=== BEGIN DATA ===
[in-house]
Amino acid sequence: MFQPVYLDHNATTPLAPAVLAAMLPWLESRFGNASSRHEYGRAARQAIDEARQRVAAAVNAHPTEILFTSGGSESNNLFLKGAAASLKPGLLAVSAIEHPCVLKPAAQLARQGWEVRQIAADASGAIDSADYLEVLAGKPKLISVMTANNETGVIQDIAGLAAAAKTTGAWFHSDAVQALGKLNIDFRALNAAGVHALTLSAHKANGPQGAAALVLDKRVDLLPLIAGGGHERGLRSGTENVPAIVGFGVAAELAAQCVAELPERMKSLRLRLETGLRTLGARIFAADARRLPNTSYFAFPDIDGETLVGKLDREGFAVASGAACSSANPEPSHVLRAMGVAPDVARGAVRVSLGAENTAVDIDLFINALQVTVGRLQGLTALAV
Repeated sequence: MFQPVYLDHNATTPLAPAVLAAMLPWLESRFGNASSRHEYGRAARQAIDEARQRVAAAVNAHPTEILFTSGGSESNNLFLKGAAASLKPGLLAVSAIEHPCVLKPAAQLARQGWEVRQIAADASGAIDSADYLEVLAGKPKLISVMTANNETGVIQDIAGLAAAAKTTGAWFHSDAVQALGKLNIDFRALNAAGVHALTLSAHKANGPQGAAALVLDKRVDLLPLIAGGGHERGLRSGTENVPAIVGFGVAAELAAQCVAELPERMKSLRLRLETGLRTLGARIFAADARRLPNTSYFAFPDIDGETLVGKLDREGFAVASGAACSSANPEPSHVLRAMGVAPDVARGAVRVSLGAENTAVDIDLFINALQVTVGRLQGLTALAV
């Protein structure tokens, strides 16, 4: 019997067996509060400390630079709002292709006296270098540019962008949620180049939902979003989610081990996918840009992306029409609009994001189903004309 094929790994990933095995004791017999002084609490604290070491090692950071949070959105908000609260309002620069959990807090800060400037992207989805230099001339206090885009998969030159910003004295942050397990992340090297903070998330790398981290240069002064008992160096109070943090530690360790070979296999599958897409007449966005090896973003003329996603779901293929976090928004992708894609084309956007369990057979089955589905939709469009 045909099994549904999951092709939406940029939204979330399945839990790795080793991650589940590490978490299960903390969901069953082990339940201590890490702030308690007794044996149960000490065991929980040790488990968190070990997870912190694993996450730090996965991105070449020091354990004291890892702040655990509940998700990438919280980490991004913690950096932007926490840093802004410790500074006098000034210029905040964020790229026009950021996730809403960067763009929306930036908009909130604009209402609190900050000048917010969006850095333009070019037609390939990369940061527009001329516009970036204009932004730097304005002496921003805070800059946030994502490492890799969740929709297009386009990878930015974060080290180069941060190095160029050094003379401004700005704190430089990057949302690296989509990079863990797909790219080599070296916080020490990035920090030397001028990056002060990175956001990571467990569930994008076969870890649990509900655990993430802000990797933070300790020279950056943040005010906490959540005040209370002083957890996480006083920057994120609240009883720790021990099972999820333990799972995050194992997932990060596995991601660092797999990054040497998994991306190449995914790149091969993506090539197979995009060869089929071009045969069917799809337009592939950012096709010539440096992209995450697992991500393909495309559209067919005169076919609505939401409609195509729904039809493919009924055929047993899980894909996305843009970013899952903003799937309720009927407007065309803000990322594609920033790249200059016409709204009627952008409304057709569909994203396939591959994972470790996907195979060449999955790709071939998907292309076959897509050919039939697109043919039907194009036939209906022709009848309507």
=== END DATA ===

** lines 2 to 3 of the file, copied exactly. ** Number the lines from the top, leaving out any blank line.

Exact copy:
Amino acid sequence: MFQPVYLDHNATTPLAPAVLAAMLPWLESRFGNASSRHEYGRAARQAIDEARQRVAAAVNAHPTEILFTSGGSESNNLFLKGAAASLKPGLLAVSAIEHPCVLKPAAQLARQGWEVRQIAADASGAIDSADYLEVLAGKPKLISVMTANNETGVIQDIAGLAAAAKTTGAWFHSDAVQALGKLNIDFRALNAAGVHALTLSAHKANGPQGAAALVLDKRVDLLPLIAGGGHERGLRSGTENVPAIVGFGVAAELAAQCVAELPERMKSLRLRLETGLRTLGARIFAADARRLPNTSYFAFPDIDGETLVGKLDREGFAVASGAACSSANPEPSHVLRAMGVAPDVARGAVRVSLGAENTAVDIDLFINALQVTVGRLQGLTALAV
Repeated sequence: MFQPVYLDHNATTPLAPAVLAAMLPWLESRFGNASSRHEYGRAARQAIDEARQRVAAAVNAHPTEILFTSGGSESNNLFLKGAAASLKPGLLAVSAIEHPCVLKPAAQLARQGWEVRQIAADASGAIDSADYLEVLAGKPKLISVMTANNETGVIQDIAGLAAAAKTTGAWFHSDAVQALGKLNIDFRALNAAGVHALTLSAHKANGPQGAAALVLDKRVDLLPLIAGGGHERGLRSGTENVPAIVGFGVAAELAAQCVAELPERMKSLRLRLETGLRTLGARIFAADARRLPNTSYFAFPDIDGETLVGKLDREGFAVASGAACSSANPEPSHVLRAMGVAPDVARGAVRVSLGAENTAVDIDLFINALQVTVGRLQGLTALAV